Odansetron (Zofran)

A selective serotonin 5-HT3 receptor antagonist.

Trade name Zofran

Category B in pregnancy,

Routes of are administration oral, rectal, IV, IM

Bioavailability ~60%

Protein binding 70%-76%

Metabolism is by Liver enzymes CYP3A4, CYP1A2, CYP2D6

Biological half-life 5.7 hours

Excretion by the kidney.

A medication used to prevent nausea and vomiting caused by cancer chemotherapy, radiation therapy, or surgery.

Useful in gastroenteritis.

Has little effect on vomiting caused by motion sickness.

It can be given by mouth, by injection into a muscle or into a vein.

Common side effects include diarrhea, headache, sleepiness, itchiness, and headaches.

Serious side effects include QT prolongation and severe allergic reaction.

Appears to be safe during pregnancy but has not been well studied.

Does not have any effect on dopamine receptors or muscarinic receptors.

Rarely associated with an increase QT interval and risk for serotonin syndrome.

It is available as a generic medication.

The 5-HT3 receptor antagonists are the primary drugs used to treat and prevent chemotherapy-induced nausea and vomiting and radiotherapy-induced nausea and vomiting.

A number of medications including ondansetron appear to be effective in controlling postoperative nausea and vomiting. It is more effective than metoclopramide, and less sedating than cyclizine or droperidol.

Used off-label to treat morning sickness and hyperemesis gravidarum of pregnancy.

It is activated by serotonin when alcohol is consumed, and this receptor this causes releade of dopamine in the meso cortical limbic region of the brain.

During pregnancy is not associated with a significantly increased risk of spontaneous abortion, stillbirth, major birth defect, preterm birth, low birth weight, or small for gestational age.

Some studies concluded that there is an increase in major congenital malformations due to an increase in heart problems among the babies.

Ondansetron is in pregnancy category B in the US.

Use of ondansetron to reduce vomiting associated with gastroenteritis and dehydration.

Not necessary to adjust the dosage for elderly patients under 75 years of age.

Maximum recommended dose for patients with severe liver function impairment is 8 mg/day.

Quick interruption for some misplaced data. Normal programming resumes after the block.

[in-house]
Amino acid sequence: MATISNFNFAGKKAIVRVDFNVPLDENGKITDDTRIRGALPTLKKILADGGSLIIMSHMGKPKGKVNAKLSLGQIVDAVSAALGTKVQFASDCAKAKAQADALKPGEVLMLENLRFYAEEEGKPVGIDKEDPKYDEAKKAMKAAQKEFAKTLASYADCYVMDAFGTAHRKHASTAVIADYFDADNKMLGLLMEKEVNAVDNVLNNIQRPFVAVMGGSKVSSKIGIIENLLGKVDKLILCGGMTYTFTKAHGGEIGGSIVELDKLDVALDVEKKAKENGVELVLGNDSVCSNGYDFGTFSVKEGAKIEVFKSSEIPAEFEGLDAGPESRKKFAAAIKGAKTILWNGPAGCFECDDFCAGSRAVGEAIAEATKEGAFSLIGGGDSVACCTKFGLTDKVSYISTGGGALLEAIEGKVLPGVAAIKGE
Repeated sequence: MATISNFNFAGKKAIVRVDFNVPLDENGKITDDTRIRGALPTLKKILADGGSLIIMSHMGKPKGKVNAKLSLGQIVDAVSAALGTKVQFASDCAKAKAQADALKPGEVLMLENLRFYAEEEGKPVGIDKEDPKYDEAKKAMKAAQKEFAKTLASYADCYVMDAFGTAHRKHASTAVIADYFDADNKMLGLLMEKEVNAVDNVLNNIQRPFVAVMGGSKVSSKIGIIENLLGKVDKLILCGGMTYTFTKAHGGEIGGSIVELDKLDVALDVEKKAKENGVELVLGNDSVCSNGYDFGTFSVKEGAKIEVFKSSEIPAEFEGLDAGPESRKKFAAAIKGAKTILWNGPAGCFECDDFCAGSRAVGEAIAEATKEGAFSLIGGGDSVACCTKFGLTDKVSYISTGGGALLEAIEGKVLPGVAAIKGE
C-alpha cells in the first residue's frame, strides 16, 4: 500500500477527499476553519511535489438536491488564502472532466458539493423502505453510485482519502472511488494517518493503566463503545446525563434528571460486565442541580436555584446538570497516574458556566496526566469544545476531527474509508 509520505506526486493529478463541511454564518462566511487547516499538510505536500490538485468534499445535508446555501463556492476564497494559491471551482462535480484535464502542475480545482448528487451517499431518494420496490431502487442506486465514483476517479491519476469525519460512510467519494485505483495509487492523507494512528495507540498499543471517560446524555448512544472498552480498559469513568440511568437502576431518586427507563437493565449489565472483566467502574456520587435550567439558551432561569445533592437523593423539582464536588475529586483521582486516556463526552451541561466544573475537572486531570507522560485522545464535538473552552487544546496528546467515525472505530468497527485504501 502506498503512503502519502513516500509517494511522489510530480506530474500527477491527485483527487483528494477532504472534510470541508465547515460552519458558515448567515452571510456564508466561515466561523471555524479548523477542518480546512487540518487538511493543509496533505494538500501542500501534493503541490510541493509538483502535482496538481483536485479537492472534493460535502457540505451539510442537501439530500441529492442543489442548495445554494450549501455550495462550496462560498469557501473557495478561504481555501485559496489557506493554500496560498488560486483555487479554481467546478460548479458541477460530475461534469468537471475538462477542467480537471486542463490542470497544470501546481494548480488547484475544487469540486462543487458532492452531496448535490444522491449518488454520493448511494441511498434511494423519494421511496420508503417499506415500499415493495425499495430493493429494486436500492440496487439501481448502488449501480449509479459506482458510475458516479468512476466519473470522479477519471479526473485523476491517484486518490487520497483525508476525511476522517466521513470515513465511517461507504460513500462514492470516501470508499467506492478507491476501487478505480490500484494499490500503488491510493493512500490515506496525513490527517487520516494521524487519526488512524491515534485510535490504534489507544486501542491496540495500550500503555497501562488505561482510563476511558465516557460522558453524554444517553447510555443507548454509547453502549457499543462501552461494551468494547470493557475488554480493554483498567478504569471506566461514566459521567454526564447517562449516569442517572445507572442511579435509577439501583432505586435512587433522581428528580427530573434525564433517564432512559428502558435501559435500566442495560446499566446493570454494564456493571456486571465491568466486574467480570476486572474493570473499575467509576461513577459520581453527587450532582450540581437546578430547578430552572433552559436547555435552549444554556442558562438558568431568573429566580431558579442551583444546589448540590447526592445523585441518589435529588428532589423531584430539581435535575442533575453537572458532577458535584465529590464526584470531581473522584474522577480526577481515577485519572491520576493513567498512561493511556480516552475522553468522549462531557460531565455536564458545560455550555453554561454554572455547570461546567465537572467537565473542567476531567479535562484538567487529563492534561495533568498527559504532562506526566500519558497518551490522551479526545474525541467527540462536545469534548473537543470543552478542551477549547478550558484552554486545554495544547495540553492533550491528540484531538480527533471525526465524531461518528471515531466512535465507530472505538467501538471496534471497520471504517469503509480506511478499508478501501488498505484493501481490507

In these patients, it is cleared from the body at half to one-third the rate as in healthy patients.

C be used for patients with early onset alcohol use disorder, reducing drinks per day, as well as increasing abstinence, but only in patients less than age 25.

Constipation, diarrhea, dizziness, and headache are the most commonly reported side effects.

It is broken down by the hepatic cytochrome P450 system.

Associated with prolongation of the QT interval, which can lead to torsades de pointes.

Prolongation of the QT interval risk is most likely with the intravenous form of the drug, and increases with dose.

The risk is also higher in patients taking other medicines that prolong the QT interval, as well as in patients with congenital long QT syndrome, congestive heart failure, and/or bradyarrhythmias.

Single doses of injectable ondansetron should not exceed 16 mg at one time.

Oral dosing recommendations remain intact, including the recommendation of a single 24-mg oral dose when indicated.

Electrolyte imbalances should be corrected before the use of injectable ondansetron.

No specific treatment is available for ondansetron overdose.

A highly specific and selective serotonin 5-HT3 receptor antagonist, with low affinity for dopamine receptors.

The 5-HT3 receptors are present both peripherally on vagal nerve terminals and centrally in the chemoreceptor trigger zone of the area postrema.

Serotonin is released by the enterochromaffin cells of the small intestine in response to chemotherapeutic agents and may stimulate vagal afferents via 5-HT3 receptors initiating the vomiting reflex.

Antiemetic action may be mediated centrally, peripherally, or in both sites.

Zofran 32mg single IV dose should be avoided due to the risk of a QT interval prolongation, which can lead to Torsades de Pointes, a potentially fatal heart rhythm.


It is useful in treating antipsychotic-induced tardive dyskinesia in people with schizophrenia.


Recommended IV dose maximum of 16 mg per dose.

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